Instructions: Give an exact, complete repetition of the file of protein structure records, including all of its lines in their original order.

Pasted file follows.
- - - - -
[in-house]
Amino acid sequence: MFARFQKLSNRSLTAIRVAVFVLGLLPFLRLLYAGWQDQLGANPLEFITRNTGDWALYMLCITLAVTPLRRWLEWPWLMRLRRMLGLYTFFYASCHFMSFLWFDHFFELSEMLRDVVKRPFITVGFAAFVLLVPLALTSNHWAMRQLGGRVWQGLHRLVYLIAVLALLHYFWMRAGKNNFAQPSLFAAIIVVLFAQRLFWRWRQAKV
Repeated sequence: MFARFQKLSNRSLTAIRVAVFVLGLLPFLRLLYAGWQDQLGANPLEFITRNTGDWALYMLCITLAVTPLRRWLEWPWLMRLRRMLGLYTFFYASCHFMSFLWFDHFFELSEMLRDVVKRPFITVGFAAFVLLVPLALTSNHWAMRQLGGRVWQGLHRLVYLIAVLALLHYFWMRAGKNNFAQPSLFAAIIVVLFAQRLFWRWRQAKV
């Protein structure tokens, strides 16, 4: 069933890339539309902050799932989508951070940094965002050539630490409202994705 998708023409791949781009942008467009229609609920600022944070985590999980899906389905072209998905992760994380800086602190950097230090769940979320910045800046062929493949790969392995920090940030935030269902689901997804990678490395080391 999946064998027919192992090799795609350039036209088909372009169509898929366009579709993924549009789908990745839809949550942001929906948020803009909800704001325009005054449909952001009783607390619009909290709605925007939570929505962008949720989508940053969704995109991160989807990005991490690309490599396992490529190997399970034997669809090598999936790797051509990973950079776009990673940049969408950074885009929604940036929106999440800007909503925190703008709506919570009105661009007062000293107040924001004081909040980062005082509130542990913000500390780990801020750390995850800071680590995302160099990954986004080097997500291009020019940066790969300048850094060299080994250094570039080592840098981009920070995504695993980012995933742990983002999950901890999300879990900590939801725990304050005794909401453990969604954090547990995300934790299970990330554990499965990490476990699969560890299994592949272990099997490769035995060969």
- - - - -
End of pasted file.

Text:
[in-house]
Amino acid sequence: MFARFQKLSNRSLTAIRVAVFVLGLLPFLRLLYAGWQDQLGANPLEFITRNTGDWALYMLCITLAVTPLRRWLEWPWLMRLRRMLGLYTFFYASCHFMSFLWFDHFFELSEMLRDVVKRPFITVGFAAFVLLVPLALTSNHWAMRQLGGRVWQGLHRLVYLIAVLALLHYFWMRAGKNNFAQPSLFAAIIVVLFAQRLFWRWRQAKV
Repeated sequence: MFARFQKLSNRSLTAIRVAVFVLGLLPFLRLLYAGWQDQLGANPLEFITRNTGDWALYMLCITLAVTPLRRWLEWPWLMRLRRMLGLYTFFYASCHFMSFLWFDHFFELSEMLRDVVKRPFITVGFAAFVLLVPLALTSNHWAMRQLGGRVWQGLHRLVYLIAVLALLHYFWMRAGKNNFAQPSLFAAIIVVLFAQRLFWRWRQAKV
């Protein structure tokens, strides 16, 4: 069933890339539309902050799932989508951070940094965002050539630490409202994705 998708023409791949781009942008467009229609609920600022944070985590999980899906389905072209998905992760994380800086602190950097230090769940979320910045800046062929493949790969392995920090940030935030269902689901997804990678490395080391 999946064998027919192992090799795609350039036209088909372009169509898929366009579709993924549009789908990745839809949550942001929906948020803009909800704001325009005054449909952001009783607390619009909290709605925007939570929505962008949720989508940053969704995109991160989807990005991490690309490599396992490529190997399970034997669809090598999936790797051509990973950079776009990673940049969408950074885009929604940036929106999440800007909503925190703008709506919570009105661009007062000293107040924001004081909040980062005082509130542990913000500390780990801020750390995850800071680590995302160099990954986004080097997500291009020019940066790969300048850094060299080994250094570039080592840098981009920070995504695993980012995933742990983002999950901890999300879990900590939801725990304050005794909401453990969604954090547990995300934790299970990330554990499965990490476990699969560890299994592949272990099997490769035995060969």